In France we have a saying : "when you ain't got a brain, you gotta have legs". icone smiley laugh

Closing the case strikes back

Take two of the closure of the block... This time it's the right one, eh? icone smiley wink

So I install (again) the lifters, crankshaft, camshaft, and oil pump. The bearings and camshaft receive their dose of ZDDP grease, and the periphery of the crankcase a thin layer of Loctite 518 (red in the photos).
Let's not forget the plug behind the camshaft, and check that the marks on the camshaft gear align with those on the crankshaft's...
Taking a big breath, after checking 15 more times that I haven't forgotten anything, and finally I close the case.... again. icone smiley laugh
Loctite thread lock on all threads, a touch of RTV silicone under the washers of the 6 large M12 nuts, which are torqued in the prescribed order (in stages, starting at 1mkg, and increased to 3.5mkg in steps of 0.5 mkg). The nuts all around the block are tightened in a star pattern, also in stages, up to 2.5mkg - (15mm nuts with cylinder head washers thanks to the Berg conversion).

And finally... Tada!!! icone smiley laugh
I've already fitted the alternator stand and cylinder heads studs, but for now we'll leave it there.

That's it for now, see you around soon (I promise) for the Long Block! icone smiley wink
Posted in : 1968 Karmann Ghia
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Posted on 09/02/2024 at 11:44

Head lights, Tail lights, and new Shoes

Elvira :
Head lights, Tail lights,
and new Shoes


My headlights were not in great shape: pitted reflectors, damaged rims, difficult adjustment because everything was shaking around... They were long due for some improvement.
I started by taking out all the parts that I had put aside for almost 30 years: I had several bowls, supports, various strappings... There's plenty to organize a set of decent headlights in there No??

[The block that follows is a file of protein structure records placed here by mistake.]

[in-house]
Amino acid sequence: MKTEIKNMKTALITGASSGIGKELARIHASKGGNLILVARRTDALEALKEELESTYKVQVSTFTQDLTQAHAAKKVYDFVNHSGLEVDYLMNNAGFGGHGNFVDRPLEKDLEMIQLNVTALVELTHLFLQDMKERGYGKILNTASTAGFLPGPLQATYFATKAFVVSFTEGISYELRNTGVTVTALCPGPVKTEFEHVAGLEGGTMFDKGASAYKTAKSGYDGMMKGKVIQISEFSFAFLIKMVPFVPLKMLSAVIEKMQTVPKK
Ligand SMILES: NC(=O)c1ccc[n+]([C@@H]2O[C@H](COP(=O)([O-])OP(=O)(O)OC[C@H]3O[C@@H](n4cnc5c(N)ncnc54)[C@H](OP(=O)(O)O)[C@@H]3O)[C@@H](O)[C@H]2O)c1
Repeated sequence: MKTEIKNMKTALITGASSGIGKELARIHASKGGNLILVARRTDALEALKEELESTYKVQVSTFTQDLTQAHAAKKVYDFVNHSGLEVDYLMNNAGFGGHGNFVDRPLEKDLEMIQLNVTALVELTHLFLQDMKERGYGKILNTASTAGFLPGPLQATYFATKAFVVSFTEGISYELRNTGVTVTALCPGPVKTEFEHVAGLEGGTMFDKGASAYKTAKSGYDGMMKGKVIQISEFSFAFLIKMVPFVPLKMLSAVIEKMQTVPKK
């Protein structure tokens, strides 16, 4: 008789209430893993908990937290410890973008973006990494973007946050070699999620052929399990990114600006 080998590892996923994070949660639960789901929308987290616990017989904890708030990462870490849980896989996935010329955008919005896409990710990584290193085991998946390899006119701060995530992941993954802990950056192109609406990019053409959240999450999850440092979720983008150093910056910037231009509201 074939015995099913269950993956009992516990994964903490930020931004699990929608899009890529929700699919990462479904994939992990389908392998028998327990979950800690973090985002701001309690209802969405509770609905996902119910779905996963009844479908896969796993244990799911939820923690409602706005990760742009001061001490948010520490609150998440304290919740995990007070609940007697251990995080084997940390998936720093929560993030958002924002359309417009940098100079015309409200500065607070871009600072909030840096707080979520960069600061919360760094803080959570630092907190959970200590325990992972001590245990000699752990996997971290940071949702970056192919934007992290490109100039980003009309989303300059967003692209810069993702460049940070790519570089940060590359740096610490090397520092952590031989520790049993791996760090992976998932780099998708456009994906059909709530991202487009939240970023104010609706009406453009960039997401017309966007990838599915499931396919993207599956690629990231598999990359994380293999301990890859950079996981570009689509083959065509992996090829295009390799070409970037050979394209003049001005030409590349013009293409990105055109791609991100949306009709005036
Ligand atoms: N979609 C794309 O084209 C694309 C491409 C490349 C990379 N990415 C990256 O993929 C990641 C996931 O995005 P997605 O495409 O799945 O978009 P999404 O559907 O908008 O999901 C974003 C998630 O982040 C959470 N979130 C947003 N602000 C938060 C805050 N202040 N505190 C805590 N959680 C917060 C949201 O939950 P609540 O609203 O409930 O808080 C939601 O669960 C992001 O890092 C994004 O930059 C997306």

Well actually, no. I don't have what it takes to make a complete & coherent pair...icone smiley sad
So I ended up falling for a pair of complete "correct period" headlights bought at high price in Hungary, from a specialist who restores them to perfection (akomjathy, see his ads on TheSamba ): supports sandblasted and epoxied, buckets mediablasted and powdercoated to silver, zinc-plated hardware, new seals, re-chromed rims... Beautiful, gorgeous parts, cf. photos from TheSamba ad below:
Well, beautiful parts until the f'ing delivery postman opted to throw the package over my gate. Despite the great packaging by the sender, it didn't withstand a 2 meter fall onto concrete: the result was two broken lenses... It's not as if it hadn't said "FRAGILE" in big red letters on it eh? icone smiley sadicone smiley sadicone smiley sad
I of course opened a claim to La Poste , but I might as well have pissed in the wind. No follow-up, and when I asked for the status of my request, I was told "your complaint is not admissible, the request is closed and you cannot appeal the decision".

I'll allow myself a rant here, you'll excuse me: Dear La Poste, I hope you'll read this: I believe that you are at best a bunch of incompetents, at worst a company with dubious legal methods, whose lack of "customer service" reminds of the interstellar vaccum. I have no doubt that I share this opinion with others (including people who work at La Poste and have confirmed the internal disaster to me). #Fthemallthewaytothemoonandback icone smiley sadicone smiley sad

Long story short, I had to sell my last kidney to buy 2 replacement lenses... And again, I was lucky that only the lenses were damaged, no impact on the chrome or the reflector.
Anywayyyyyyy... This misadventure leaves a bitter taste in my mouth, but now my headlights are great. I fitted them with LED lamps, they shine brightly and now I can drive at night with confidently!

Rear lights

The original rear brake lights are not very visible, I wanted to improve safety... So I converted the lights to LEDs instead.

I bought a pair of LED boards from Chip on TheSamba (see his ad here ). These boards include position lights, brake lights, and turn indicators. The original Elvira only had its semaphores, no flashing indicators, which is unsafe in today's traffic.

The flasher relay is replaced by one that is LED compatible, and in the process I add a motorcycle turn signal indicator ("beep")... Because otherwise I can ride indefinitely with the turn signals flashing!